Little Supernova is Big Discovery: the Origin of Binary Neutron Stars

An international research team including Takashi Moriya at DTA/NAOJ discovered the first recorded "ultra-stripped supernova," a rare, faint type of supernova that is believed to play a role in the formation of binary neutron star systems. These findings will advance our understanding of a wide variety of topics ranging from gravitational waves to the origin of precious metals like gold and platinum. This research was published in Science on October 12, 2018. (October 12, 2018 press release)



Figure1: Left: Red and green composite image from the Sloan Digital Sky Survey (SDSS) taken before supernova iPTF14gqr. Right: Red/green/blue composite image from the Palomar 60-inch telescope taken on October 19, 2014, during supernova iPTF14gqr. The circles indicate the position of the supernova. (Credit: SDSS/Caltech)
[Small size, PNG (1.7 MB)][Large size, PNG (5.1 MB)]



Figure2: Left: Simulated luminosity of an ultra-stripped supernova (blue dashed line) and observed luminosity of iPTF14gqr (white points). The ultra-stripped supernova rapidly fades through shock cooling for three days after the explosion. Then later, at five to ten days after the explosion, the supernova brightens again because of the decay heat from radioactive substances produced in the explosion. The observed luminosity matches the predicted luminosity very well. Right: Simulated spectrum of an ultra-stripped supernova (white solid line) and the observed spectrum of iPTF14gqr (pink solid line). The spectrum of a standard supernova is also shown with a blue solid line for comparison. Many elements of the spectrum of iPTF14gqr, from the overall trend to the fine features of the absorption lines, coincide well with the simulated spectrum. (Credit: De et al. Science 2018, modified)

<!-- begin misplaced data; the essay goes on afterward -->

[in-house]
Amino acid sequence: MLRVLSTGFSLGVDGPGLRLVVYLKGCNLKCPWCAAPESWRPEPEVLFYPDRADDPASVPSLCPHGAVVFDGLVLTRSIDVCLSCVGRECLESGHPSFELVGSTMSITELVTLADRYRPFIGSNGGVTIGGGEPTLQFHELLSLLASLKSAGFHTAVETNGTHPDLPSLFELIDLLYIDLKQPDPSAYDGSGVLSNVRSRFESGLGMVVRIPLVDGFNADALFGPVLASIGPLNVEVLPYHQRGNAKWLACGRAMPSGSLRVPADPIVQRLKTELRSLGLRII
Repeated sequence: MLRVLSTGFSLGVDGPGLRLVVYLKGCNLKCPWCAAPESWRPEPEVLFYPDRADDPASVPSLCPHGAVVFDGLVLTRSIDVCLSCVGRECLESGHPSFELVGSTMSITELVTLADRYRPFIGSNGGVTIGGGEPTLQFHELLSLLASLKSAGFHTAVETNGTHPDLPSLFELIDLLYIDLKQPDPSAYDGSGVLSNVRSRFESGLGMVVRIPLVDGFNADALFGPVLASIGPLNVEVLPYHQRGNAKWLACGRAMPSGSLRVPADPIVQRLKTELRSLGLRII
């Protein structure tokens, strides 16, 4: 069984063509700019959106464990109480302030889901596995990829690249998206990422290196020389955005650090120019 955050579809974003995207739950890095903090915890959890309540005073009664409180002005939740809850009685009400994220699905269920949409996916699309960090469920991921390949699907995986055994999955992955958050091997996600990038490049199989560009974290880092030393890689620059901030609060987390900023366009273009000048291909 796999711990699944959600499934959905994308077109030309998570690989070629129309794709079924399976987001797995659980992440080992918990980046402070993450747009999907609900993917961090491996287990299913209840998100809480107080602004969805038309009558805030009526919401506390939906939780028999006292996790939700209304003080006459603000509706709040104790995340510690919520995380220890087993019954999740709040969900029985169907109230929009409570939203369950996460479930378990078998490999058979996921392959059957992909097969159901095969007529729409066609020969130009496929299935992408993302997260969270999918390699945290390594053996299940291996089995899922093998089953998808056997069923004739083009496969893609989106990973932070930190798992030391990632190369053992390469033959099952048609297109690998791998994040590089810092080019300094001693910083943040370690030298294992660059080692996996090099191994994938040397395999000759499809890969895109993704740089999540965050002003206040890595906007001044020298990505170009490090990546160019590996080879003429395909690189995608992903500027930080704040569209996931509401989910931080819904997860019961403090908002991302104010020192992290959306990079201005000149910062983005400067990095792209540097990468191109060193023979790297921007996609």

[Black, PNG (2.9 MB)] [White, PNG (2.9 MB)]

See the full story: DTA/NAOJ Press Release "Little Supernova is Big Discovery: the Origin of Binary Neutron Stars"

[Computers used in this research]

In this research, "PC Cluster" and the supercomputer "ATERUI" operated by CfCA were used for calculations of stellar evolution and simulations for observational characteristics of a ultra-stripped supernova.
"PC Cluster" (upper panel) is the system for small-scale and non-parallel simulations. This system consists of 224 nodes as of October 2018.
"ATERUI" (lower panel) is NAOJ's 4th generation supercomputer dedicated for astronomical simulations. The theoretical peak performance is 1.058 Pflops. This system had been operated until March 2018.



[Paper Details]

Title: "A hot and fast ultra-stripped supernova that likely formed a compact neutron star binary"
Journal: Science
Authors: K. De, M. M. Kasliwal, E. O. Ofek, T. J. Moriya, J. Burke, Y. Cao, S. B. Cenko, G. B. Doran, G. E. Duggan, R. P. Fender, C. Fransson, A. Gal-Yam, A. Horesh, S. R. Kulkarni, R. R. Laher, R. Lunnan, I. Manulis, F. Masci, P. A. Mazzali, P. E. Nugent, D. A. Perley, T. Petrushevska, A. L. Piro, C. Rumsey, J. Sollerman, M. Sullivan, and F. Taddia
DOI: 10.1126/science.aas8693

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[Related Links]

Department of Theoretical Astronomy (DTA), NAOJ Press Release "Little Supernova is Big Discovery: the Origin of Binary Neutron Stars"
NAOJ Press Release "Little Supernova is Big Discovery: the Origin of Binary Neutron Stars"
Caltech/GROWTH Press Release "Dying Star Emits a Whisper –– The death of a massive star and the birth of a compact neutron star binary"
Takashi Moriya Personal Webpage

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